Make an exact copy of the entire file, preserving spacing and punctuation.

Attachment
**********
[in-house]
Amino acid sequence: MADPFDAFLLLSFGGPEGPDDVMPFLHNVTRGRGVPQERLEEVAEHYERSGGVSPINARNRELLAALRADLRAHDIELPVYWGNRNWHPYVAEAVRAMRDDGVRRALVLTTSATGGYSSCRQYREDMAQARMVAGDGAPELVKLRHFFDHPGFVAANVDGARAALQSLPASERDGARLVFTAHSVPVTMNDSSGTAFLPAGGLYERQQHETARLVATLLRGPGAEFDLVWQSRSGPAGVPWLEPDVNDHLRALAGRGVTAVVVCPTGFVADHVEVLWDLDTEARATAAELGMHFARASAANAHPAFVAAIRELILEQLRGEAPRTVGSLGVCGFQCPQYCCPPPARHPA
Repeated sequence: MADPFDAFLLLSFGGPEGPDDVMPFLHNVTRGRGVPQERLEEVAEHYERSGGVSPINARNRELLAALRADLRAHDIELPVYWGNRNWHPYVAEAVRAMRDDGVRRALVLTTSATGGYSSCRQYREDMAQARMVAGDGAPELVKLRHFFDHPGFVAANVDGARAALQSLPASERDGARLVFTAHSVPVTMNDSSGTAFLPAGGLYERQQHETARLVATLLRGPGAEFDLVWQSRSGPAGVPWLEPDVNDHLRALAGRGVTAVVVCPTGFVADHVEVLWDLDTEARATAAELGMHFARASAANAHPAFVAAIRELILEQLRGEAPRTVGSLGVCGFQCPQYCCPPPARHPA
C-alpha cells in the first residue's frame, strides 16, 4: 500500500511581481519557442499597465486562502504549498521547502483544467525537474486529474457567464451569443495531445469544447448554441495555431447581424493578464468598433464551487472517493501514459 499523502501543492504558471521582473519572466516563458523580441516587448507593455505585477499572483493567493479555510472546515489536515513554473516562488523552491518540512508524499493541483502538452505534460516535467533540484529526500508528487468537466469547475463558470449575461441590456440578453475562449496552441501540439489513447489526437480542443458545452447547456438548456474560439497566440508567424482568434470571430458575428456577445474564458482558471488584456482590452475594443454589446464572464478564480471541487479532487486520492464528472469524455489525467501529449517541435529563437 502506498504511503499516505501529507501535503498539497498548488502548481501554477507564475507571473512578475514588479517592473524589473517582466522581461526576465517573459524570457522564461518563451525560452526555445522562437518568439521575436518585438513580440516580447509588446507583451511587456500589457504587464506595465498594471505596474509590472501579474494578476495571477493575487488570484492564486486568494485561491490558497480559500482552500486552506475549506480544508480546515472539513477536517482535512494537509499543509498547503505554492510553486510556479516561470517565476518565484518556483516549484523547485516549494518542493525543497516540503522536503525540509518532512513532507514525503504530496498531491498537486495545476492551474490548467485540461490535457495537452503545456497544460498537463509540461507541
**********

[in-house]
Amino acid sequence: MADPFDAFLLLSFGGPEGPDDVMPFLHNVTRGRGVPQERLEEVAEHYERSGGVSPINARNRELLAALRADLRAHDIELPVYWGNRNWHPYVAEAVRAMRDDGVRRALVLTTSATGGYSSCRQYREDMAQARMVAGDGAPELVKLRHFFDHPGFVAANVDGARAALQSLPASERDGARLVFTAHSVPVTMNDSSGTAFLPAGGLYERQQHETARLVATLLRGPGAEFDLVWQSRSGPAGVPWLEPDVNDHLRALAGRGVTAVVVCPTGFVADHVEVLWDLDTEARATAAELGMHFARASAANAHPAFVAAIRELILEQLRGEAPRTVGSLGVCGFQCPQYCCPPPARHPA
Repeated sequence: MADPFDAFLLLSFGGPEGPDDVMPFLHNVTRGRGVPQERLEEVAEHYERSGGVSPINARNRELLAALRADLRAHDIELPVYWGNRNWHPYVAEAVRAMRDDGVRRALVLTTSATGGYSSCRQYREDMAQARMVAGDGAPELVKLRHFFDHPGFVAANVDGARAALQSLPASERDGARLVFTAHSVPVTMNDSSGTAFLPAGGLYERQQHETARLVATLLRGPGAEFDLVWQSRSGPAGVPWLEPDVNDHLRALAGRGVTAVVVCPTGFVADHVEVLWDLDTEARATAAELGMHFARASAANAHPAFVAAIRELILEQLRGEAPRTVGSLGVCGFQCPQYCCPPPARHPA
C-alpha cells in the first residue's frame, strides 16, 4: 500500500511581481519557442499597465486562502504549498521547502483544467525537474486529474457567464451569443495531445469544447448554441495555431447581424493578464468598433464551487472517493501514459 499523502501543492504558471521582473519572466516563458523580441516587448507593455505585477499572483493567493479555510472546515489536515513554473516562488523552491518540512508524499493541483502538452505534460516535467533540484529526500508528487468537466469547475463558470449575461441590456440578453475562449496552441501540439489513447489526437480542443458545452447547456438548456474560439497566440508567424482568434470571430458575428456577445474564458482558471488584456482590452475594443454589446464572464478564480471541487479532487486520492464528472469524455489525467501529449517541435529563437 502506498504511503499516505501529507501535503498539497498548488502548481501554477507564475507571473512578475514588479517592473524589473517582466522581461526576465517573459524570457522564461518563451525560452526555445522562437518568439521575436518585438513580440516580447509588446507583451511587456500589457504587464506595465498594471505596474509590472501579474494578476495571477493575487488570484492564486486568494485561491490558497480559500482552500486552506475549506480544508480546515472539513477536517482535512494537509499543509498547503505554492510553486510556479516561470517565476518565484518556483516549484523547485516549494518542493525543497516540503522536503525540509518532512513532507514525503504530496498531491498537486495545476492551474490548467485540461490535457495537452503545456497544460498537463509540461507541